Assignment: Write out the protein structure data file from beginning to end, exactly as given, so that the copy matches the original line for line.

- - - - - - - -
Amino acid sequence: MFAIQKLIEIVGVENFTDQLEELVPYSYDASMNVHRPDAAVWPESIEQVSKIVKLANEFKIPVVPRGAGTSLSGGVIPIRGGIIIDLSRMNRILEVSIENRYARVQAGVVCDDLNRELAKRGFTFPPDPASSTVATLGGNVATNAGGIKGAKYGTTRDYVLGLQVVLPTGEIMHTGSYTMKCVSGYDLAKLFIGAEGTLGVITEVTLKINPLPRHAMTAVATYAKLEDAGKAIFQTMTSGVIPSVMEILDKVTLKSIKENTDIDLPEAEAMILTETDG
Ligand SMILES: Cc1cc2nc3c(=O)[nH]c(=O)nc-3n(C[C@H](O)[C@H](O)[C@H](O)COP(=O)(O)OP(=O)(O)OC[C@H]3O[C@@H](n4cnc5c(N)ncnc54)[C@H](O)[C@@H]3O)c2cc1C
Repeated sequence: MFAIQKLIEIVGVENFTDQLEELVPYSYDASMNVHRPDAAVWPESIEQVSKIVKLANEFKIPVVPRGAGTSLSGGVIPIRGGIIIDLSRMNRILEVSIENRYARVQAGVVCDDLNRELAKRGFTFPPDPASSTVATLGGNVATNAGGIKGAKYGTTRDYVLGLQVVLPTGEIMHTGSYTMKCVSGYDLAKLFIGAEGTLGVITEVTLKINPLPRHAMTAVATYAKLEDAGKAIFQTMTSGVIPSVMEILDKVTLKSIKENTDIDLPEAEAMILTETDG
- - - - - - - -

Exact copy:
Amino acid sequence: MFAIQKLIEIVGVENFTDQLEELVPYSYDASMNVHRPDAAVWPESIEQVSKIVKLANEFKIPVVPRGAGTSLSGGVIPIRGGIIIDLSRMNRILEVSIENRYARVQAGVVCDDLNRELAKRGFTFPPDPASSTVATLGGNVATNAGGIKGAKYGTTRDYVLGLQVVLPTGEIMHTGSYTMKCVSGYDLAKLFIGAEGTLGVITEVTLKINPLPRHAMTAVATYAKLEDAGKAIFQTMTSGVIPSVMEILDKVTLKSIKENTDIDLPEAEAMILTETDG
Ligand SMILES: Cc1cc2nc3c(=O)[nH]c(=O)nc-3n(C[C@H](O)[C@H](O)[C@H](O)COP(=O)(O)OP(=O)(O)OC[C@H]3O[C@@H](n4cnc5c(N)ncnc54)[C@H](O)[C@@H]3O)c2cc1C
Repeated sequence: MFAIQKLIEIVGVENFTDQLEELVPYSYDASMNVHRPDAAVWPESIEQVSKIVKLANEFKIPVVPRGAGTSLSGGVIPIRGGIIIDLSRMNRILEVSIENRYARVQAGVVCDDLNRELAKRGFTFPPDPASSTVATLGGNVATNAGGIKGAKYGTTRDYVLGLQVVLPTGEIMHTGSYTMKCVSGYDLAKLFIGAEGTLGVITEVTLKINPLPRHAMTAVATYAKLEDAGKAIFQTMTSGVIPSVMEILDKVTLKSIKENTDIDLPEAEAMILTETDG